AFTER YEARS OF PRIMARILY WORKING on my layout and building structures and equipment, I began realistic operating sessions on my layout in 1998. During such operations, we follow actual prototype Yosemite Valley Railroad operating practices and procedures and use prototype forms. If your main interest is in replicating prototype forms, scroll down to the section on Forms.
If you have been invited to a formal operation session, here are some of the guidelines which will be discussed prior to the operating session. However, I don't expect visiting operators to remember all of these items.
Please note that (with few exceptions) I do not allow visitors to handle equipment, whether re-railing a car or pushing a stubborn engine. Please let me know if you have a problem. If a car continually has problems, let me know and Bad Order the car at the nearest siding.
Some general notes:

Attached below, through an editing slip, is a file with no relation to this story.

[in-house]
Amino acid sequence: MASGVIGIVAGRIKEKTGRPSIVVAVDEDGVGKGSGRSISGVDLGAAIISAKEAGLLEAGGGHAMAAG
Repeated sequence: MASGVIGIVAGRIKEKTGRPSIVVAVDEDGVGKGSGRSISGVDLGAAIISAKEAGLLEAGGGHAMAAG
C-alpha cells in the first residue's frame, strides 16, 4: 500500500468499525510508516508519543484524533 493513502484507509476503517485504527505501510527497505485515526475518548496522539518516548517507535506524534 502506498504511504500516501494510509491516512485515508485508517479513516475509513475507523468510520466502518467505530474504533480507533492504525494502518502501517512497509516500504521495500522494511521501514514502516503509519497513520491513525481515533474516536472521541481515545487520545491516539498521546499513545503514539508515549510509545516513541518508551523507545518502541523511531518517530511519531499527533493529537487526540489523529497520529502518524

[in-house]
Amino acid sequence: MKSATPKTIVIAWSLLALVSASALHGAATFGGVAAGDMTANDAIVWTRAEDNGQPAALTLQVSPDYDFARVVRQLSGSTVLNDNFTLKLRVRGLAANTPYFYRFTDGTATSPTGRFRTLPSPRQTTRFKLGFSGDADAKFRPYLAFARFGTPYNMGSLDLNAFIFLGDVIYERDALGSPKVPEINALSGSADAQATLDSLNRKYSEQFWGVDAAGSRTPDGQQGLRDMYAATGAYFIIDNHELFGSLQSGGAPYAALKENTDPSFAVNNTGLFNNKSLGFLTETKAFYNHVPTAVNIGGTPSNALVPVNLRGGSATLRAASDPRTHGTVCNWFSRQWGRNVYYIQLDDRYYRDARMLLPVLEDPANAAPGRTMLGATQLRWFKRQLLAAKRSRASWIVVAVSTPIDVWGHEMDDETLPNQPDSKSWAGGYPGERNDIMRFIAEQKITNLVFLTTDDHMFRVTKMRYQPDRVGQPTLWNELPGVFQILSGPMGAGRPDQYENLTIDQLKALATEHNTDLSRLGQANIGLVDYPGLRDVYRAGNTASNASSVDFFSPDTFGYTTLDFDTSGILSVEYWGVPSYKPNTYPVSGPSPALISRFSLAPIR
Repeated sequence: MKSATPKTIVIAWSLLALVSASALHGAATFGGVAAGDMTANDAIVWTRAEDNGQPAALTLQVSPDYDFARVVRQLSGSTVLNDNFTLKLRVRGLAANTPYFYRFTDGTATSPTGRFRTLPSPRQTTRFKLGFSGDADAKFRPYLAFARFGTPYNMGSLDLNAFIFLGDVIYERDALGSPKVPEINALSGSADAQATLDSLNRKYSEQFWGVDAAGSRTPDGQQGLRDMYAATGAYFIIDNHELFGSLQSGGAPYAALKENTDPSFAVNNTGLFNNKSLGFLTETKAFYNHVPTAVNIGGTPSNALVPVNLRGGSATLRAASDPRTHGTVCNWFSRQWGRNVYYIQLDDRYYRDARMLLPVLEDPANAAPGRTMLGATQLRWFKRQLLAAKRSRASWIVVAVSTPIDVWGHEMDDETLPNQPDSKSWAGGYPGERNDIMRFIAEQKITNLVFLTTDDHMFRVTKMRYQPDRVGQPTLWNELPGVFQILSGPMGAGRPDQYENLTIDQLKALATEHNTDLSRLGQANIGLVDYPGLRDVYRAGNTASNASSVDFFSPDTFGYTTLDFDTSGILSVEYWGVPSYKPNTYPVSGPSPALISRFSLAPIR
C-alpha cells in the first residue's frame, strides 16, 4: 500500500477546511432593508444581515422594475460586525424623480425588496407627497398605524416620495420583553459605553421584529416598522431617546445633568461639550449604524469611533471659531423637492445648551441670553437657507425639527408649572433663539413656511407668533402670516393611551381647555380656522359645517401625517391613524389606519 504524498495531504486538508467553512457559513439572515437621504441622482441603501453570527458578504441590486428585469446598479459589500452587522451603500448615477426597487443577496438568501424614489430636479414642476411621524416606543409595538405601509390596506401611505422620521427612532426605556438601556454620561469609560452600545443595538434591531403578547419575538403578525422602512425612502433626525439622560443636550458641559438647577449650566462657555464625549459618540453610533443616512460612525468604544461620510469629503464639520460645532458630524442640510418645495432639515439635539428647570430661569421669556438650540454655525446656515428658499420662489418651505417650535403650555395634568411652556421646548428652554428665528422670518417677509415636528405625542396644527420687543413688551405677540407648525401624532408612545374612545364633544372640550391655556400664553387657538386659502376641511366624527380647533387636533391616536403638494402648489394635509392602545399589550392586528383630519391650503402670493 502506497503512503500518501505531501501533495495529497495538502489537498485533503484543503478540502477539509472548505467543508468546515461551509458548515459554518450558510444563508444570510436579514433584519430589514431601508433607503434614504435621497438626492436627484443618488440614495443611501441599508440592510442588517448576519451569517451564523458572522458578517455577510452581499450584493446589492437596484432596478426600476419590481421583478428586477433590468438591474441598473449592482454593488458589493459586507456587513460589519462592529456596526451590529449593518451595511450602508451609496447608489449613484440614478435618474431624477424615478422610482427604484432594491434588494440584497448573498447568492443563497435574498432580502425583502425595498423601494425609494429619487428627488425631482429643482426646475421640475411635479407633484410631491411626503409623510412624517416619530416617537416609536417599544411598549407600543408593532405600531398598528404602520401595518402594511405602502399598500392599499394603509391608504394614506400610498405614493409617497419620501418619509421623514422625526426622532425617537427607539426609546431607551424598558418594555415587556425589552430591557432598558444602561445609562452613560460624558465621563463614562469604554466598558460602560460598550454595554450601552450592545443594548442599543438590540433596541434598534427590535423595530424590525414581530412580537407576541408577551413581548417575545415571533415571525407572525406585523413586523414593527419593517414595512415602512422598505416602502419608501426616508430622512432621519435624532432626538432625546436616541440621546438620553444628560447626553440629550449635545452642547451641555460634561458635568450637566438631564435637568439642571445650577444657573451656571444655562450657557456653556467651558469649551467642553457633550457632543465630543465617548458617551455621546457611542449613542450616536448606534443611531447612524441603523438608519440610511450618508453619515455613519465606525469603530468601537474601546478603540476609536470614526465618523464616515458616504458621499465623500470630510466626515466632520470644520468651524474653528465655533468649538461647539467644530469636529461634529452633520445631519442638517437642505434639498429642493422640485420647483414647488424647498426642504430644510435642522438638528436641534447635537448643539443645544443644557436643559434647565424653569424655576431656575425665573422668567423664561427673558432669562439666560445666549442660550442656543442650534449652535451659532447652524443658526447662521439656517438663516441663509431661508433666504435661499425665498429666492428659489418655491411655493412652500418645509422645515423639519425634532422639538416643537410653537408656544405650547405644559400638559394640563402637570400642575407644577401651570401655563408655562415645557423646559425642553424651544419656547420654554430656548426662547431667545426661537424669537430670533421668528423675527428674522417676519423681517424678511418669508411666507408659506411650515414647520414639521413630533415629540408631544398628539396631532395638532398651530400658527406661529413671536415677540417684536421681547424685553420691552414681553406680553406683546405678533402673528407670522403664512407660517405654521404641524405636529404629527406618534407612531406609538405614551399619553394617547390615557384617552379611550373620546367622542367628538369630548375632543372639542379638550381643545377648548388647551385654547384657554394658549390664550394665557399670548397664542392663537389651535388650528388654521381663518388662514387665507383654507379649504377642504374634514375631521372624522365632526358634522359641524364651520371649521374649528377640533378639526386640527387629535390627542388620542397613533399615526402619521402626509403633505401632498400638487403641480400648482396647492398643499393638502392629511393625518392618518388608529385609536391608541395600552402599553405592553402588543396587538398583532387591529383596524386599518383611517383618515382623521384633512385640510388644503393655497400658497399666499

All scheduled trains are Second Class trains. As shown on the TT, eastbound trains have rights over westbound trains of the same class.
You cannot leave any listed station before the time shown on the TT. If the TT lists two times at a station, the first is the arrival time and the second is the departure time. In addition, you are not supposed to arrive early at any listed station. However, with a fast clock, this can be difficult. If you are arriving early, just be on the lookout for any other trains which may be occupying the main.
All meets are “hard” meets. You cannot leave any meet location until all approaching trains have arrived unless they are over 12 hours late.
While there are Yard Limit signs on the layout, they should be considered scenery. There is no problem passing a Yard Limit sign to do switching but you do need to consult your TT to ensure that another train is not coming.